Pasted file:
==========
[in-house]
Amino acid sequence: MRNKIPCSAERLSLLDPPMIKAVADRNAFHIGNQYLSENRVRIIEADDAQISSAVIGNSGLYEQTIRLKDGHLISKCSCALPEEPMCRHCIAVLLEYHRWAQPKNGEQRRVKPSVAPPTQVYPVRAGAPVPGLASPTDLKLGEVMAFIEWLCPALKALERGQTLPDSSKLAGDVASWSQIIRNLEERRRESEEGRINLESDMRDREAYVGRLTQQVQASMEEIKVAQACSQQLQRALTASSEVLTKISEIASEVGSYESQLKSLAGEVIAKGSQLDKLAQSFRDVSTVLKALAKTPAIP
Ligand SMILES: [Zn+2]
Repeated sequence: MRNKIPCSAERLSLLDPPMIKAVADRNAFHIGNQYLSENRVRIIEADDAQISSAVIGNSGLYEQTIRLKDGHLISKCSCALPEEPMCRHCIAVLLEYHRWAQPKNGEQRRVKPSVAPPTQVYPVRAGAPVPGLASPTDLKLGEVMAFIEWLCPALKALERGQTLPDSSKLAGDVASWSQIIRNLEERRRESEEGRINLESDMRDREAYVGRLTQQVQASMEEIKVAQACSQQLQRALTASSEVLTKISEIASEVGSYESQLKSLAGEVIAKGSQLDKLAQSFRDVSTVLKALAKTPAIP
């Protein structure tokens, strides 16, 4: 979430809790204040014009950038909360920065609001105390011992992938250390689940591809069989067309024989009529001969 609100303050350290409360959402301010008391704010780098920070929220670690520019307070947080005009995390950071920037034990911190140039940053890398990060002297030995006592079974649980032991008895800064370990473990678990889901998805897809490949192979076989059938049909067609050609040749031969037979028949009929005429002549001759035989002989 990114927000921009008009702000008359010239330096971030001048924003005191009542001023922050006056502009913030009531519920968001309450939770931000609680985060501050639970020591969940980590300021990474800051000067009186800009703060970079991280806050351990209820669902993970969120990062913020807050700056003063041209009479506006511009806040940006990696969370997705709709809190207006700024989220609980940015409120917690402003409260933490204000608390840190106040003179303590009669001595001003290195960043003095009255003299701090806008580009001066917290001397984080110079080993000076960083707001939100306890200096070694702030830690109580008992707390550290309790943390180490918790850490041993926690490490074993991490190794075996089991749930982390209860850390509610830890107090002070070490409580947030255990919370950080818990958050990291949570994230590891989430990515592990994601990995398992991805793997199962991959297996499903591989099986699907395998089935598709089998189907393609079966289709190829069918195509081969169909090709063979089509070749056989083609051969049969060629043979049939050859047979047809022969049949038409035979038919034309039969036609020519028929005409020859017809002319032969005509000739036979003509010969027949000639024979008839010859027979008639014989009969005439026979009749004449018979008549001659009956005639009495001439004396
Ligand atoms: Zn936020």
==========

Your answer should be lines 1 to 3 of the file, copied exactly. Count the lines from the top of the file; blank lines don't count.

[in-house]
Amino acid sequence: MRNKIPCSAERLSLLDPPMIKAVADRNAFHIGNQYLSENRVRIIEADDAQISSAVIGNSGLYEQTIRLKDGHLISKCSCALPEEPMCRHCIAVLLEYHRWAQPKNGEQRRVKPSVAPPTQVYPVRAGAPVPGLASPTDLKLGEVMAFIEWLCPALKALERGQTLPDSSKLAGDVASWSQIIRNLEERRRESEEGRINLESDMRDREAYVGRLTQQVQASMEEIKVAQACSQQLQRALTASSEVLTKISEIASEVGSYESQLKSLAGEVIAKGSQLDKLAQSFRDVSTVLKALAKTPAIP
Ligand SMILES: [Zn+2]